Load and Capacity in sports and life

This was going to be a post specifically about runners, but to be honest it is very much about the majority of people that I see as a physio- it just happens to be a lot more obvious in the runners.

Most people understand that their body has a finite capacity. It has an ability (to a point) to absorb force and carry on with life with barely any alteration to their daily goings- on. This capacity is different for every single person and is quite often thought about in a physical context.

As an example:
I, for one, will be quite happy heading off and doing a 5k run. This *Load* is well within my *Capacity*. All things considered, I probably won’t have any issues whatsoever.
Someone else I know, who is pretty sedentary, who spends their time either at work or in front of a TV will have a very different outcome. That 5k might cause all kinds of issues, from tendinitis to muscle soreness to, (in extremis) a cardiovascular outcome (heartattack). The 5k *Load* is WAY outside of their *Capacity* at this time.

Too much load. Not enough Capacity.

The nice thing here is that Capacity is hugely changeable and trainable. The person who cannot run a 5k now can quite happily get onto a programme such as the couch to 5k- and get to the point where that 5k is within their Capacity. The body has responded to the Load placed upon it through training, it has adapted, and Increased Capacity is the result.

All good so far… most people get this kind of thing.

However, Load is not just physical.
In life we also have psychological/ mental load. There is the worry about life, work, mortgages, politics etc. There is stress from a hundred different places, all of which adds up. These things build up and have an effect on your physicality. Yes, physical stress manifests itself physically, but so does mental stress, and that appears to go quite unappreciated.

In a running context – you may have a training plan that maps out your distances and loads for the next 10 weeks to race day/ competition day or whatever. It is planned out meticulously with ever increasing loads which are designed to maximise your ever increasing capacity. It never goes higher than 10% of the previous week, and yet, by week 7, you’re struggling with a niggle, that becomes an injury that eventually takes you out of contention for whatever event you were doing.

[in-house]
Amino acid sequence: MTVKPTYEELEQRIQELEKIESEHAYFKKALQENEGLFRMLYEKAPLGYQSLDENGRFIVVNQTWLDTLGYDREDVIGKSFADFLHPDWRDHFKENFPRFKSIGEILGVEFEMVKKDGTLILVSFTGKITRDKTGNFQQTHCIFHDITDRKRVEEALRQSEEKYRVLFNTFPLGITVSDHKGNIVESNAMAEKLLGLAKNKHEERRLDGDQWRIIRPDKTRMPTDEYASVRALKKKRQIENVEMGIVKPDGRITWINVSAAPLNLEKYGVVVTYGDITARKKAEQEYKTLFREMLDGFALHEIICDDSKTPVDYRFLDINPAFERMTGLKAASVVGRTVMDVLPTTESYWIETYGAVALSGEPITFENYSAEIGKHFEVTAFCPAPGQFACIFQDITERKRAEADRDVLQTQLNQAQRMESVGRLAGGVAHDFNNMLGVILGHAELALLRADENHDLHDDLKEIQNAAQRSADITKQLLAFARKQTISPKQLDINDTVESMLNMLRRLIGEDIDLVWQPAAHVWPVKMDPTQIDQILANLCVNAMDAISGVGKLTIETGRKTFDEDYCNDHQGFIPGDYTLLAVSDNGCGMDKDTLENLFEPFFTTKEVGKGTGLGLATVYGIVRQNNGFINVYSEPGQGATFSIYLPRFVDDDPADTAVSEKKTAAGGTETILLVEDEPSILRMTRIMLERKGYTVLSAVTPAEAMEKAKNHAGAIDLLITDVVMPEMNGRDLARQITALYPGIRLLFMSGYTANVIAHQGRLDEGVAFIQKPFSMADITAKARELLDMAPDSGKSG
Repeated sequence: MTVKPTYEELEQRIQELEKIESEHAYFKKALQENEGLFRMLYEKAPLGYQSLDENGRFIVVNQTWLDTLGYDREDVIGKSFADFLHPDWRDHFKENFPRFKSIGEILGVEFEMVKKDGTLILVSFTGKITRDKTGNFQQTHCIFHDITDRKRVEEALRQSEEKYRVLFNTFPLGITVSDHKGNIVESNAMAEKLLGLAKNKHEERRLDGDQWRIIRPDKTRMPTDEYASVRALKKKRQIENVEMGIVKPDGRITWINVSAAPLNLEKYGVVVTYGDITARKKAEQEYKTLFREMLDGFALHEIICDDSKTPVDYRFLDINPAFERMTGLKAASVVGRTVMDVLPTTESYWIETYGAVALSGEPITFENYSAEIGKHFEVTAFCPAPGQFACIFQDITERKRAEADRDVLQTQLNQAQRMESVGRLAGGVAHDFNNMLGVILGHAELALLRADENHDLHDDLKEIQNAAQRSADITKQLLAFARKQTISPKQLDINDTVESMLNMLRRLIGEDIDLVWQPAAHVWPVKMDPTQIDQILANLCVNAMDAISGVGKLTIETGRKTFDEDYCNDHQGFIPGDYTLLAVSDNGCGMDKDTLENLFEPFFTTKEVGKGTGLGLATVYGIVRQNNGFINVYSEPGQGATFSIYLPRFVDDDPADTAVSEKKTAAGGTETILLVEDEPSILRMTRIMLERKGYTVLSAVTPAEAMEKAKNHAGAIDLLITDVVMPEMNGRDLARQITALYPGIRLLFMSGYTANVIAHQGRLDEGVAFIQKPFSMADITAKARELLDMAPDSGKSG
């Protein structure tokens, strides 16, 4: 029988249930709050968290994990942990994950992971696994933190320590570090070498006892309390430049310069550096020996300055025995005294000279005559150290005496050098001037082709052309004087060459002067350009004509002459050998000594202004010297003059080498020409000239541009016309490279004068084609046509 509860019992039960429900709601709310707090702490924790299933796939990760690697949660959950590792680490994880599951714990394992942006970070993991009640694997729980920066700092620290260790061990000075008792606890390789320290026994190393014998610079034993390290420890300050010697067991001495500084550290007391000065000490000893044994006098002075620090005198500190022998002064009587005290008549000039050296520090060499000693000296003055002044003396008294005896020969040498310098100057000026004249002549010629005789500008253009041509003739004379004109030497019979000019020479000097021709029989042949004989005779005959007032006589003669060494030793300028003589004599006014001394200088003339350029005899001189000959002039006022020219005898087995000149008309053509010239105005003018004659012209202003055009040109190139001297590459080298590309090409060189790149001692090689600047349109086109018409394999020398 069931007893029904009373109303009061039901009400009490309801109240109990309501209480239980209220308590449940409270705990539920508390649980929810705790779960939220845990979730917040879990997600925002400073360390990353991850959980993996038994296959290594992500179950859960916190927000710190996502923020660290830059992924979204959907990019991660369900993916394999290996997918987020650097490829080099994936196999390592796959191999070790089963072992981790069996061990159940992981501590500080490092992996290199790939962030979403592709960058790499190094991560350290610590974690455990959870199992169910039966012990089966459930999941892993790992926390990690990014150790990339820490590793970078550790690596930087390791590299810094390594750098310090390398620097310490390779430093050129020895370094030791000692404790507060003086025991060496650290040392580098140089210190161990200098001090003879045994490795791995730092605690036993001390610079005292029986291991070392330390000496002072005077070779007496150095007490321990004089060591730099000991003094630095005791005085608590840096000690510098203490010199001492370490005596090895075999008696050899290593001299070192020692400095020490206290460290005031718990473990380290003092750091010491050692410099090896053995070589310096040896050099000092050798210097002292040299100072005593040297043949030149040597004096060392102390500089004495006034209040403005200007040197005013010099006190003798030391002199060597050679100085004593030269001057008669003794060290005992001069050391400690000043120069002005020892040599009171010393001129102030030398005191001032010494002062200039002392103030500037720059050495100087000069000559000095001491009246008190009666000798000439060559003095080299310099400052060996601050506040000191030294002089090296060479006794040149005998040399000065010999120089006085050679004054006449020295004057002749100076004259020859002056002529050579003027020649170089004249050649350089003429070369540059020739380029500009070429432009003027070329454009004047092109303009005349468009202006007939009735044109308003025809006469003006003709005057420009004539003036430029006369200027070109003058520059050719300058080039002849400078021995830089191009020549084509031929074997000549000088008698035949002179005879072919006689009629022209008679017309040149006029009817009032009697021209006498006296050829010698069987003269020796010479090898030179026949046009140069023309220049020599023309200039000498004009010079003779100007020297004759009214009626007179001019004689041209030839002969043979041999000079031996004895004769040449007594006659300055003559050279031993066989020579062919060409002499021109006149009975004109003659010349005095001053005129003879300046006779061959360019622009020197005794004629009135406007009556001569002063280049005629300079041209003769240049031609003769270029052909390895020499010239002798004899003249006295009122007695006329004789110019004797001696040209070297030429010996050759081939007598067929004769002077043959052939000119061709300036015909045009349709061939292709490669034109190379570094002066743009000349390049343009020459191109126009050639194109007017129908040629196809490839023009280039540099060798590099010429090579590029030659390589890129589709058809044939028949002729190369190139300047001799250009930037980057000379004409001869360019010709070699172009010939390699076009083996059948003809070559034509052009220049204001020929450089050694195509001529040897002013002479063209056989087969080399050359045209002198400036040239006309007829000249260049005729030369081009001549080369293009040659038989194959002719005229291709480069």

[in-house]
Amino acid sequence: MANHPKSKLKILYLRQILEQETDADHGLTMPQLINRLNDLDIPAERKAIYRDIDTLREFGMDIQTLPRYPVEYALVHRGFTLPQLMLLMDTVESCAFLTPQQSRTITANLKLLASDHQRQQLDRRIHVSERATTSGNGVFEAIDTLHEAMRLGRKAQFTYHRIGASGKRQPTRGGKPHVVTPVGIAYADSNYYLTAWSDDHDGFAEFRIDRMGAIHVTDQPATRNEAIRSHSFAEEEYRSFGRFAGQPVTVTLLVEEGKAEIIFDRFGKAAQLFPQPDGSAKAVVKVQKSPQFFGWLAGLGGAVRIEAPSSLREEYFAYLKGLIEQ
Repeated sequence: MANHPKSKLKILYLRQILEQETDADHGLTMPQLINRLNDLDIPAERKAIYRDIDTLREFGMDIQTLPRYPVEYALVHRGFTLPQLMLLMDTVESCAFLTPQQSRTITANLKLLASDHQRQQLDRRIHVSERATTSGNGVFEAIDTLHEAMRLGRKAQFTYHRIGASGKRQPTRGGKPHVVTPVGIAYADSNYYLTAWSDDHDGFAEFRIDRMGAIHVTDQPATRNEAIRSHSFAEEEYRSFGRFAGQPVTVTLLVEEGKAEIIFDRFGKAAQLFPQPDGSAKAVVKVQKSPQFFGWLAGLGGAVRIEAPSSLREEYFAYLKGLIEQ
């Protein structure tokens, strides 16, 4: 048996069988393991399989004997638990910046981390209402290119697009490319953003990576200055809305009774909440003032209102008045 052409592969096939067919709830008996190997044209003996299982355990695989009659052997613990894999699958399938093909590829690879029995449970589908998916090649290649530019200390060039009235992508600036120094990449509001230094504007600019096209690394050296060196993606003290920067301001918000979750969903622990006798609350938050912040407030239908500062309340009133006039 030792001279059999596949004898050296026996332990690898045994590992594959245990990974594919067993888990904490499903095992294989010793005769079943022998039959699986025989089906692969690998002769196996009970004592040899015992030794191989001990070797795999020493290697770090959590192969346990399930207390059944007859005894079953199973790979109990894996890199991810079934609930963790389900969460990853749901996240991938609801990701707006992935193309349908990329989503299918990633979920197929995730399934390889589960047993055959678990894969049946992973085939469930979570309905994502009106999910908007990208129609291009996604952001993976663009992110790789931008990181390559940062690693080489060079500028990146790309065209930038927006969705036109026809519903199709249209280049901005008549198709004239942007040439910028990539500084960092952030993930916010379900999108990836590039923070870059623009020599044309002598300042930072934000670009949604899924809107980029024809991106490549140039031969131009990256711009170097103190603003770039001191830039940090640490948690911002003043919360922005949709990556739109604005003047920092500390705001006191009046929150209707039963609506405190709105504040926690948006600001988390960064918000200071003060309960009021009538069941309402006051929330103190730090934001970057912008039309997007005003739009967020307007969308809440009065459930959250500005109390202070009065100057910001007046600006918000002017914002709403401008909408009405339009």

What happened? You followed the plan to the letter. The physicality of the whole thing was perfect- why was there an issue?

Think back… ok, so everything was fine physically, but how about work stress? Life stress? Arguments with family? Spouses? An issue with a parking ticket? Anything really that puts stuff on your mind. It might only be a little thing, but something may well have changed and sparked a spiral.

I’m not saying that an argument CAUSED the issue, I’m suggesting that it might have been a contributing factor. If you’re thinking about it a lot, it may well be interfering with your sleeping patterns and you aren’t recovering as well as you could be. Your food intake might be struggling- you drink more alcohol than you should for some reason or another, you eat something that doesn’t agree with you and are a bit iffy for a couple of days… however, that training plan is still going on in the background. You are trying to up your capacity but eventually the Load as a whole- physical and psychological might get too much for your Capacity as a whole, and the thing that ends up suffering is your physical wellbeing.

So what am I trying to say?

Load vs capacity for recovery

Yes, training plans are all well and good, and with the best will in the world, yes, you’ll get better. However, you’ve got to be prepared to sit down and listen to what your body is saying. If you’re having a tough week mentally, it might be a good idea to go easy on a workout. It might be that the Load of life is higher than it was last week, and your Capacity might be suffering. What would normally be an easy workout is harder than it should be- you’re feeling like you’re getting a cold- all kinds of physical manifestations of a tired head and body.

Yes, you can try and power through it all, but it might be an idea to think about how much Load you’re putting yourself through, and whether you are exceeding the capacity of your body to cope with it. Be honest with yourself. Or, at the very least- be honest with your physio!

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